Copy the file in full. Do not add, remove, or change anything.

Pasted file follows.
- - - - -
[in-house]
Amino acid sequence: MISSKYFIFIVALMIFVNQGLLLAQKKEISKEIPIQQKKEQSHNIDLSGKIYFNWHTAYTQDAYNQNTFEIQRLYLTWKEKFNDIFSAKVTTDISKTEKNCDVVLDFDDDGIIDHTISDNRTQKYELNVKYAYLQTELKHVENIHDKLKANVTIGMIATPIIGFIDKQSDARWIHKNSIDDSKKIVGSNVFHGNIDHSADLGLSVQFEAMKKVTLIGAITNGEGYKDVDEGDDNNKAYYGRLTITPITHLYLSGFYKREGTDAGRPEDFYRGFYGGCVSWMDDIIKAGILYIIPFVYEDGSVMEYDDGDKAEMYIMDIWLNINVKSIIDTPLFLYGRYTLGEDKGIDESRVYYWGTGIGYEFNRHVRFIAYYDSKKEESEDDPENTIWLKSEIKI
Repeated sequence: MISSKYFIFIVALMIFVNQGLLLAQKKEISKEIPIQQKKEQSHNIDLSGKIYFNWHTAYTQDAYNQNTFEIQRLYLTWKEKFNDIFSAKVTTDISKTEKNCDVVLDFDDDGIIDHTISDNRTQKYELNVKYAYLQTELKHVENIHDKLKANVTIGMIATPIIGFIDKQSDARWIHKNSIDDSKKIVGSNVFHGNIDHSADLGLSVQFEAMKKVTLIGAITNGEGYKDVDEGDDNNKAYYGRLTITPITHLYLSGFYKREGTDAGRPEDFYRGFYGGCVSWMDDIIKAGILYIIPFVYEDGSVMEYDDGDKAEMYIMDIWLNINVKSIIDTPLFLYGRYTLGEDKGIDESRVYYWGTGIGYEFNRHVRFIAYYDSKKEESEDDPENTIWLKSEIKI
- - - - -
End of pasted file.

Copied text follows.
[in-house]
Amino acid sequence: MISSKYFIFIVALMIFVNQGLLLAQKKEISKEIPIQQKKEQSHNIDLSGKIYFNWHTAYTQDAYNQNTFEIQRLYLTWKEKFNDIFSAKVTTDISKTEKNCDVVLDFDDDGIIDHTISDNRTQKYELNVKYAYLQTELKHVENIHDKLKANVTIGMIATPIIGFIDKQSDARWIHKNSIDDSKKIVGSNVFHGNIDHSADLGLSVQFEAMKKVTLIGAITNGEGYKDVDEGDDNNKAYYGRLTITPITHLYLSGFYKREGTDAGRPEDFYRGFYGGCVSWMDDIIKAGILYIIPFVYEDGSVMEYDDGDKAEMYIMDIWLNINVKSIIDTPLFLYGRYTLGEDKGIDESRVYYWGTGIGYEFNRHVRFIAYYDSKKEESEDDPENTIWLKSEIKI
Repeated sequence: MISSKYFIFIVALMIFVNQGLLLAQKKEISKEIPIQQKKEQSHNIDLSGKIYFNWHTAYTQDAYNQNTFEIQRLYLTWKEKFNDIFSAKVTTDISKTEKNCDVVLDFDDDGIIDHTISDNRTQKYELNVKYAYLQTELKHVENIHDKLKANVTIGMIATPIIGFIDKQSDARWIHKNSIDDSKKIVGSNVFHGNIDHSADLGLSVQFEAMKKVTLIGAITNGEGYKDVDEGDDNNKAYYGRLTITPITHLYLSGFYKREGTDAGRPEDFYRGFYGGCVSWMDDIIKAGILYIIPFVYEDGSVMEYDDGDKAEMYIMDIWLNINVKSIIDTPLFLYGRYTLGEDKGIDESRVYYWGTGIGYEFNRHVRFIAYYDSKKEESEDDPENTIWLKSEIKI